• Still have loved ones who rely on your financial support

  • Have insufficient savings to cover end-of-life expenses

  • Are still paying off large debts, like a mortgage

You may still need life insurance coverage to protect your family, though you likely need a smaller death benefit this time.

If you’re coming to the end of your term and think you may need continued coverage, start looking for coverage at least six months before your policy expires to ensure that you aren’t left with a coverage gap that would leave your family without financial support.

What to do if you outlive your term policy and no longer need coverage

If your loved ones no longer need your financial assistance, you’ve paid off your debts, and your savings can support your retirement and end-of-life expenses, then you probably don’t need life insurance anymore. 

In this case, just let your policy expire. When the term ends, so will your coverage. If you die the day after your policy expires, your family won’t get a death benefit of any size. 

Can you cash out a term life insurance policy?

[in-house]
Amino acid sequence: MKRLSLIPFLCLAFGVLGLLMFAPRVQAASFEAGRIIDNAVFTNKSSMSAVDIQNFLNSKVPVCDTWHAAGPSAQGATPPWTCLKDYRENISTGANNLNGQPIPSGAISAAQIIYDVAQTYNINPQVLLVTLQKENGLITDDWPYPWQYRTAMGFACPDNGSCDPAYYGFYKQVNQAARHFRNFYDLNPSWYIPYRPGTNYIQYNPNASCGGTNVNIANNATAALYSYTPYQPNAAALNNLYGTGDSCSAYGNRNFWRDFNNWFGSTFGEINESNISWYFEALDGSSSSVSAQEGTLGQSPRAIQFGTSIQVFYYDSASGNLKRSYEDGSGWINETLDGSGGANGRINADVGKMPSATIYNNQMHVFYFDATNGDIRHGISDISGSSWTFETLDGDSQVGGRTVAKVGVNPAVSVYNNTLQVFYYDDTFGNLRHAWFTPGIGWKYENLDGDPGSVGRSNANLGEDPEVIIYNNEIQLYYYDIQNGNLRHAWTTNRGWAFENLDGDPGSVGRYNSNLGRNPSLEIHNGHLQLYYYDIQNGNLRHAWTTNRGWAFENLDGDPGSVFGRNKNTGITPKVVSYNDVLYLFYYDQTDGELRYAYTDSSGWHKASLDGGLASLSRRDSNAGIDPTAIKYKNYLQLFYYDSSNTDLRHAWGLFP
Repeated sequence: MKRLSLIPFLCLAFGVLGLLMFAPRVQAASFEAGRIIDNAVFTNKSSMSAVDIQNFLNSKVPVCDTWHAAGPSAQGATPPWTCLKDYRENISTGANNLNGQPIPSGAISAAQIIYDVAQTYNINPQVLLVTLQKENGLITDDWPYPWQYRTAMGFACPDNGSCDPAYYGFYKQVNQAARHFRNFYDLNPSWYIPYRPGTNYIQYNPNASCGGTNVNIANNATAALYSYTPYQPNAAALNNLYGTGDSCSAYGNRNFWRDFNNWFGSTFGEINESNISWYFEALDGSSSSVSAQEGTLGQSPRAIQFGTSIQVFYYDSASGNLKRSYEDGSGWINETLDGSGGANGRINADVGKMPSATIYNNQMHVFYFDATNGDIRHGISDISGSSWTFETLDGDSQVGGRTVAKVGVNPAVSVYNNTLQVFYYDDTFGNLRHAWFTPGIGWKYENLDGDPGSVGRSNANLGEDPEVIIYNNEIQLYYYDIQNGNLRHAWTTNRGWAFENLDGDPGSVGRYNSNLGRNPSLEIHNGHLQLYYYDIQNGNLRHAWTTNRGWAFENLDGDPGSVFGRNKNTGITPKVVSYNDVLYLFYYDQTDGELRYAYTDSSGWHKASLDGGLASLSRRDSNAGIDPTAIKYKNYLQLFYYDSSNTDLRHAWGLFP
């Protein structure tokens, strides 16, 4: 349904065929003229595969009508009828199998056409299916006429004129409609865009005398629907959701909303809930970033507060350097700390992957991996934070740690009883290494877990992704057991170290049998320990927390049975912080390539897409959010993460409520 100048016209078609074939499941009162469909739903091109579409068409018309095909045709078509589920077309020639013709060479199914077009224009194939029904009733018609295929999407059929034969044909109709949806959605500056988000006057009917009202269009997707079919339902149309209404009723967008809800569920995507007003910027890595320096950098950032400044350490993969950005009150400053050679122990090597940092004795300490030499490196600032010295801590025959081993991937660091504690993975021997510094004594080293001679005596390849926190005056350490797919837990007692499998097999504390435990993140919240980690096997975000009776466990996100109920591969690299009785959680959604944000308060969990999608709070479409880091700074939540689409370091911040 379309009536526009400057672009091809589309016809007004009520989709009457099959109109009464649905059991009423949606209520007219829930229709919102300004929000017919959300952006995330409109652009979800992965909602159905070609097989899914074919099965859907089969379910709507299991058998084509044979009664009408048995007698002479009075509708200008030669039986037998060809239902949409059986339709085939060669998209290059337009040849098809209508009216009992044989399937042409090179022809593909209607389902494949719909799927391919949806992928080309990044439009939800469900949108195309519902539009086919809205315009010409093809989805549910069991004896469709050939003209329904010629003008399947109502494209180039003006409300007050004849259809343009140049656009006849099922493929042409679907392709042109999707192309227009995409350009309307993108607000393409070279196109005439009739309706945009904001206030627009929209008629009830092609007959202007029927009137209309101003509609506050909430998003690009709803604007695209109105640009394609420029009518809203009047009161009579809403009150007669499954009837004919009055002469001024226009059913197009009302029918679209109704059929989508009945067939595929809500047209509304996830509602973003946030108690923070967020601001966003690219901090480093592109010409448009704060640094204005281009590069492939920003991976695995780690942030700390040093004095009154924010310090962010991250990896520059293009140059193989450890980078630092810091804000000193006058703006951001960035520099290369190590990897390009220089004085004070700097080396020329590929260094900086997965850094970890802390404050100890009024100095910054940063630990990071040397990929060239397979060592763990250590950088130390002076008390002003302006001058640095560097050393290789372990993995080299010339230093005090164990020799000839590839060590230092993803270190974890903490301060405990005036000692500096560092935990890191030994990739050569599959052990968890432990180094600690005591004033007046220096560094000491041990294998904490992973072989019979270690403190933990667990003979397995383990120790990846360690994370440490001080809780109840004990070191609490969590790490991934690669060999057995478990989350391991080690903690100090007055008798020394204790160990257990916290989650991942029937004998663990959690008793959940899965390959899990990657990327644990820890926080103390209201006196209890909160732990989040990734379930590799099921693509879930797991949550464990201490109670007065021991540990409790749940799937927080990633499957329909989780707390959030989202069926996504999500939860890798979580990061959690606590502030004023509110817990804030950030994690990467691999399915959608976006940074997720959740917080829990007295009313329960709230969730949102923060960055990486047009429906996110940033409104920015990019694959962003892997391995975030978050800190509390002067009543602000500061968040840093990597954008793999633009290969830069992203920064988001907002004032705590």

Unlike whole life insurance, there is no cash value component to cash out in term life insurance. Unless you bought return of premium term life insurance — which isn't recommended due to its high cost — you don’t get any refund for outliving your policy. 

No one likes to pay for something they’ll never use, but think of it like your car insurance: You pay the premiums but hope to never need the service. 

What to do if you outlive your term policy and still need coverage

If you'll still have dependents or financial responsibilities after your policy’s expiration date, you need some life insurance coverage. Because your financial needs are different now, this is an opportunity to switch to a more suitable policy or coverage amount.

While you technically can’t extend your current term life insurance policy, you can convert your term policy into a permanent insurance policy or buy a new term policy. 

How to convert term life insurance into permanent life insurance

Most term life insurance policies come with a built-in term conversion rider, which gives you the ability to convert your policy to a permanent policy when the term expires.